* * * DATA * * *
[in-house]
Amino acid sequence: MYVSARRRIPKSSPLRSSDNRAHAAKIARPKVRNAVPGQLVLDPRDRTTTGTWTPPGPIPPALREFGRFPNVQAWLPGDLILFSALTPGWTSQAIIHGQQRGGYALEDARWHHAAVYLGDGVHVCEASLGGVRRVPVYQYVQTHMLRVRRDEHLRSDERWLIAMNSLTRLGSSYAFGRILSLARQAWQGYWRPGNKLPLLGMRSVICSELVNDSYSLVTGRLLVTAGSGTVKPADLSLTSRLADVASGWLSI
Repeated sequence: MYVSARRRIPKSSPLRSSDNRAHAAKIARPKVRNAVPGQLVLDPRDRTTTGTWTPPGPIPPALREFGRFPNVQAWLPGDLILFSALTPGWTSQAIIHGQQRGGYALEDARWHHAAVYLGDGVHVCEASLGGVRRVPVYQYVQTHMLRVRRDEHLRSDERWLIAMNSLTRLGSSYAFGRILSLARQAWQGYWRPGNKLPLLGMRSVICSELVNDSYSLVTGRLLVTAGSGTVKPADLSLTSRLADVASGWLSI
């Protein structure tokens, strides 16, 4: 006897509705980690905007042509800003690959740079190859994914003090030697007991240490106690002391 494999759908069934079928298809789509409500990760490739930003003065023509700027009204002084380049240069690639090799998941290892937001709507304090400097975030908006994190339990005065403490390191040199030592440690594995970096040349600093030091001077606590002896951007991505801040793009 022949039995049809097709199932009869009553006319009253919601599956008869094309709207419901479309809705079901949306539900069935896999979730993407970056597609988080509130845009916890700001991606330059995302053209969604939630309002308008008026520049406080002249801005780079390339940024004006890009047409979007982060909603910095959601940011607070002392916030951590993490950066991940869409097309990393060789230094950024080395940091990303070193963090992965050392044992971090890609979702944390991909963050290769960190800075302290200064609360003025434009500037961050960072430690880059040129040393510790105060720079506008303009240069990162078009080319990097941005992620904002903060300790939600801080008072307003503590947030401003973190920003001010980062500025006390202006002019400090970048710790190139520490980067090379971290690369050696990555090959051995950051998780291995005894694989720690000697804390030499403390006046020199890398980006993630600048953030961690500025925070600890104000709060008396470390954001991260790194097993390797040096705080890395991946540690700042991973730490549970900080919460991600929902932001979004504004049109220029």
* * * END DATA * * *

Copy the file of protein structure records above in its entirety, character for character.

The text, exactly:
[in-house]
Amino acid sequence: MYVSARRRIPKSSPLRSSDNRAHAAKIARPKVRNAVPGQLVLDPRDRTTTGTWTPPGPIPPALREFGRFPNVQAWLPGDLILFSALTPGWTSQAIIHGQQRGGYALEDARWHHAAVYLGDGVHVCEASLGGVRRVPVYQYVQTHMLRVRRDEHLRSDERWLIAMNSLTRLGSSYAFGRILSLARQAWQGYWRPGNKLPLLGMRSVICSELVNDSYSLVTGRLLVTAGSGTVKPADLSLTSRLADVASGWLSI
Repeated sequence: MYVSARRRIPKSSPLRSSDNRAHAAKIARPKVRNAVPGQLVLDPRDRTTTGTWTPPGPIPPALREFGRFPNVQAWLPGDLILFSALTPGWTSQAIIHGQQRGGYALEDARWHHAAVYLGDGVHVCEASLGGVRRVPVYQYVQTHMLRVRRDEHLRSDERWLIAMNSLTRLGSSYAFGRILSLARQAWQGYWRPGNKLPLLGMRSVICSELVNDSYSLVTGRLLVTAGSGTVKPADLSLTSRLADVASGWLSI
């Protein structure tokens, strides 16, 4: 006897509705980690905007042509800003690959740079190859994914003090030697007991240490106690002391 494999759908069934079928298809789509409500990760490739930003003065023509700027009204002084380049240069690639090799998941290892937001709507304090400097975030908006994190339990005065403490390191040199030592440690594995970096040349600093030091001077606590002896951007991505801040793009 022949039995049809097709199932009869009553006319009253919601599956008869094309709207419901479309809705079901949306539900069935896999979730993407970056597609988080509130845009916890700001991606330059995302053209969604939630309002308008008026520049406080002249801005780079390339940024004006890009047409979007982060909603910095959601940011607070002392916030951590993490950066991940869409097309990393060789230094950024080395940091990303070193963090992965050392044992971090890609979702944390991909963050290769960190800075302290200064609360003025434009500037961050960072430690880059040129040393510790105060720079506008303009240069990162078009080319990097941005992620904002903060300790939600801080008072307003503590947030401003973190920003001010980062500025006390202006002019400090970048710790190139520490980067090379971290690369050696990555090959051995950051998780291995005894694989720690000697804390030499403390006046020199890398980006993630600048953030961690500025925070600890104000709060008396470390954001991260790194097993390797040096705080890395991946540690700042991973730490549970900080919460991600929902932001979004504004049109220029």